The article "Light Delivery Systems for Adjunctive Intraoperative Photodynamic Therapy", by J. T. Allardice et al. in Lasers in Medical Science, 8:1-14, 1993, provides a background on the problems associated with illumination in photodynamic therapy. Allardice, et al. acknowledge the need to increase both the efficiency and uniformity of light applicators used in photodynamic therapy. They discuss the need to re-capture the light reflected from the tissue. They propose a rigid, pre-shaped applicator delivery device adapted to be attached to the tissue surface and employing integrating sphere principles to provide illumination. One of the shortcomings of their proposed device is the need for the light delivery system to have a uniform output initially so that it can be accurately positioned within the applicator to assure a uniform illumination. To date the problems associated with the loss of light from tissue due to diffuse and spectral reflection, together with the variation in and non-uniformity of illumination have not been addressed adequately.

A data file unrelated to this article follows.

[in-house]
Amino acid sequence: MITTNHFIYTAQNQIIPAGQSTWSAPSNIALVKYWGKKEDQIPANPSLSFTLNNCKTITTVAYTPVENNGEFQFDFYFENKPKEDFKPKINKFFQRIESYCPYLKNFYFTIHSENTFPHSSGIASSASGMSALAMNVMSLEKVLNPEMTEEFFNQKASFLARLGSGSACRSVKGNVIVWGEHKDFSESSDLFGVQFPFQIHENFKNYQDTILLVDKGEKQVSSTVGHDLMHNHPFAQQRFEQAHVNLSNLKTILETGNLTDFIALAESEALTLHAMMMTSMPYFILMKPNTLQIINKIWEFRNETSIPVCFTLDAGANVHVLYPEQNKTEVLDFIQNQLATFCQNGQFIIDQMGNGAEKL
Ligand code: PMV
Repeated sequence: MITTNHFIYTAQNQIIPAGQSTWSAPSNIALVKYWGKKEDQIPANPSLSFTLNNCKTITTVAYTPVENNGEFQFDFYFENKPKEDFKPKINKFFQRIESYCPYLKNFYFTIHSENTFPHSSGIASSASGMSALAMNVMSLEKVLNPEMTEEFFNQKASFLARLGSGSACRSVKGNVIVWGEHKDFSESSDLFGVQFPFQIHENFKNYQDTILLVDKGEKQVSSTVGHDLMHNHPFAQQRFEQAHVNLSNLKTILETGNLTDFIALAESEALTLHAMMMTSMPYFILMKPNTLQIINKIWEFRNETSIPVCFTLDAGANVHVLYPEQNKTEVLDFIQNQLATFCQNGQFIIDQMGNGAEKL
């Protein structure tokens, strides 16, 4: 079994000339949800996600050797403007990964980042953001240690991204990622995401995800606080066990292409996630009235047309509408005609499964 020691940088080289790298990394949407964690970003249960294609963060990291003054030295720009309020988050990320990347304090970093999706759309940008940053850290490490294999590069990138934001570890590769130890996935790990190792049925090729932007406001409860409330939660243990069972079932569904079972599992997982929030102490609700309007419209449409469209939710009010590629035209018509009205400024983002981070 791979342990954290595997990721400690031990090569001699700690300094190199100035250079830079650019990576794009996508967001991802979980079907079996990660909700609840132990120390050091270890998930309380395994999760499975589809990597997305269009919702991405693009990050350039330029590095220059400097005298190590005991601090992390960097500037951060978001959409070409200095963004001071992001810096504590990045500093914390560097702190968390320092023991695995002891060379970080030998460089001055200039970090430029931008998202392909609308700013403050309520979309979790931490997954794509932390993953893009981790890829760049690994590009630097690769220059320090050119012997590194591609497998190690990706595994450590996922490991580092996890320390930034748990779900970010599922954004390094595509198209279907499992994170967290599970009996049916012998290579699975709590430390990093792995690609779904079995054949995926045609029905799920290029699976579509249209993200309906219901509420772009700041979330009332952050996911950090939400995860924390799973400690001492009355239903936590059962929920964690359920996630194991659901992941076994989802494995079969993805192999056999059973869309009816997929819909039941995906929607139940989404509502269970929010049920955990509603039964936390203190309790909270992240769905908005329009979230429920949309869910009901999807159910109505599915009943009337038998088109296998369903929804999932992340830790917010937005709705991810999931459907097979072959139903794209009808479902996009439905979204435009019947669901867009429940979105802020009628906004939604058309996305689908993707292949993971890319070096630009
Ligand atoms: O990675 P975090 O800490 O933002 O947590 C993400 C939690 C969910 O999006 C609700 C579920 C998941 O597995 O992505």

It is an object of this invention to provide a device operable for delivering uniform illumination to a surface.
It is another object of the invention to provide a surface illuminator which can be attached to the surface being illuminated.
It is a further object of the invention to provide a surface illuminator which recaptures and utilizes scattered light from diffuse reflection.